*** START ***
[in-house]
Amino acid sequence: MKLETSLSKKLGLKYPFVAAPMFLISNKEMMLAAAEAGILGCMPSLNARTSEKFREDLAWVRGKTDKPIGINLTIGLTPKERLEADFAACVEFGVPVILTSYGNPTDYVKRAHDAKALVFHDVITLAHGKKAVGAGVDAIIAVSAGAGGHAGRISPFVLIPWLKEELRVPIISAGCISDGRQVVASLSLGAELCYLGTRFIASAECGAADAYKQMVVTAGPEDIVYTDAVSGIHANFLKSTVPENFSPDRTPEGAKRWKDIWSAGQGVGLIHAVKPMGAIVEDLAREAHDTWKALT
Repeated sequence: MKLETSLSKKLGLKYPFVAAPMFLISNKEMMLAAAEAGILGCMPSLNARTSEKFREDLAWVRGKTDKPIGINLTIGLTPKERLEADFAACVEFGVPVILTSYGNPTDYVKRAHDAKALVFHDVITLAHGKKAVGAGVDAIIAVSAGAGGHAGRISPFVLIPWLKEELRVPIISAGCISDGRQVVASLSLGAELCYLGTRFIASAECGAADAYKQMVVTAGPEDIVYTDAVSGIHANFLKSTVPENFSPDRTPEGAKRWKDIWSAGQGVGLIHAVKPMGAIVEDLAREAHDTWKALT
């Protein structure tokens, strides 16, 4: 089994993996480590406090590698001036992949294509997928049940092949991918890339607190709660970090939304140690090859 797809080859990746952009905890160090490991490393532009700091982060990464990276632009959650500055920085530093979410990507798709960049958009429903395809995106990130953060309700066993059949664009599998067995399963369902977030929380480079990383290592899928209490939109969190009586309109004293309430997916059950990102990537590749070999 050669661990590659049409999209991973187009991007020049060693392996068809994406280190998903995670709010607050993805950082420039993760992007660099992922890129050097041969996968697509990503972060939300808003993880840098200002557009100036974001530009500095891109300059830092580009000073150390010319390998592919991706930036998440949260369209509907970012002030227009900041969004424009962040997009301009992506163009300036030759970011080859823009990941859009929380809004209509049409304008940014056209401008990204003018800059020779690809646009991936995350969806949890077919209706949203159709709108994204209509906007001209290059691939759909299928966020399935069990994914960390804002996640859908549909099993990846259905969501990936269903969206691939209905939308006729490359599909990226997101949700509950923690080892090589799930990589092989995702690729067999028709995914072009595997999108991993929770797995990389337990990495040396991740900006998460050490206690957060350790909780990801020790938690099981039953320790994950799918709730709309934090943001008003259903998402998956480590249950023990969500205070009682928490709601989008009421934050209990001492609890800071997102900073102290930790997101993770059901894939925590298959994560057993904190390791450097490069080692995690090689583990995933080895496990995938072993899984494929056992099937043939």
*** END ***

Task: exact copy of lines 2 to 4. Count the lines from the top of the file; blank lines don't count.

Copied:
Amino acid sequence: MKLETSLSKKLGLKYPFVAAPMFLISNKEMMLAAAEAGILGCMPSLNARTSEKFREDLAWVRGKTDKPIGINLTIGLTPKERLEADFAACVEFGVPVILTSYGNPTDYVKRAHDAKALVFHDVITLAHGKKAVGAGVDAIIAVSAGAGGHAGRISPFVLIPWLKEELRVPIISAGCISDGRQVVASLSLGAELCYLGTRFIASAECGAADAYKQMVVTAGPEDIVYTDAVSGIHANFLKSTVPENFSPDRTPEGAKRWKDIWSAGQGVGLIHAVKPMGAIVEDLAREAHDTWKALT
Repeated sequence: MKLETSLSKKLGLKYPFVAAPMFLISNKEMMLAAAEAGILGCMPSLNARTSEKFREDLAWVRGKTDKPIGINLTIGLTPKERLEADFAACVEFGVPVILTSYGNPTDYVKRAHDAKALVFHDVITLAHGKKAVGAGVDAIIAVSAGAGGHAGRISPFVLIPWLKEELRVPIISAGCISDGRQVVASLSLGAELCYLGTRFIASAECGAADAYKQMVVTAGPEDIVYTDAVSGIHANFLKSTVPENFSPDRTPEGAKRWKDIWSAGQGVGLIHAVKPMGAIVEDLAREAHDTWKALT
């Protein structure tokens, strides 16, 4: 089994993996480590406090590698001036992949294509997928049940092949991918890339607190709660970090939304140690090859 797809080859990746952009905890160090490991490393532009700091982060990464990276632009959650500055920085530093979410990507798709960049958009429903395809995106990130953060309700066993059949664009599998067995399963369902977030929380480079990383290592899928209490939109969190009586309109004293309430997916059950990102990537590749070999 050669661990590659049409999209991973187009991007020049060693392996068809994406280190998903995670709010607050993805950082420039993760992007660099992922890129050097041969996968697509990503972060939300808003993880840098200002557009100036974001530009500095891109300059830092580009000073150390010319390998592919991706930036998440949260369209509907970012002030227009900041969004424009962040997009301009992506163009300036030759970011080859823009990941859009929380809004209509049409304008940014056209401008990204003018800059020779690809646009991936995350969806949890077919209706949203159709709108994204209509906007001209290059691939759909299928966020399935069990994914960390804002996640859908549909099993990846259905969501990936269903969206691939209905939308006729490359599909990226997101949700509950923690080892090589799930990589092989995702690729067999028709995914072009595997999108991993929770797995990389337990990495040396991740900006998460050490206690957060350790909780990801020790938690099981039953320790994950799918709730709309934090943001008003259903998402998956480590249950023990969500205070009682928490709601989008009421934050209990001492609890800071997102900073102290930790997101993770059901894939925590298959994560057993904190390791450097490069080692995690090689583990995933080895496990995938072993899984494929056992099937043939």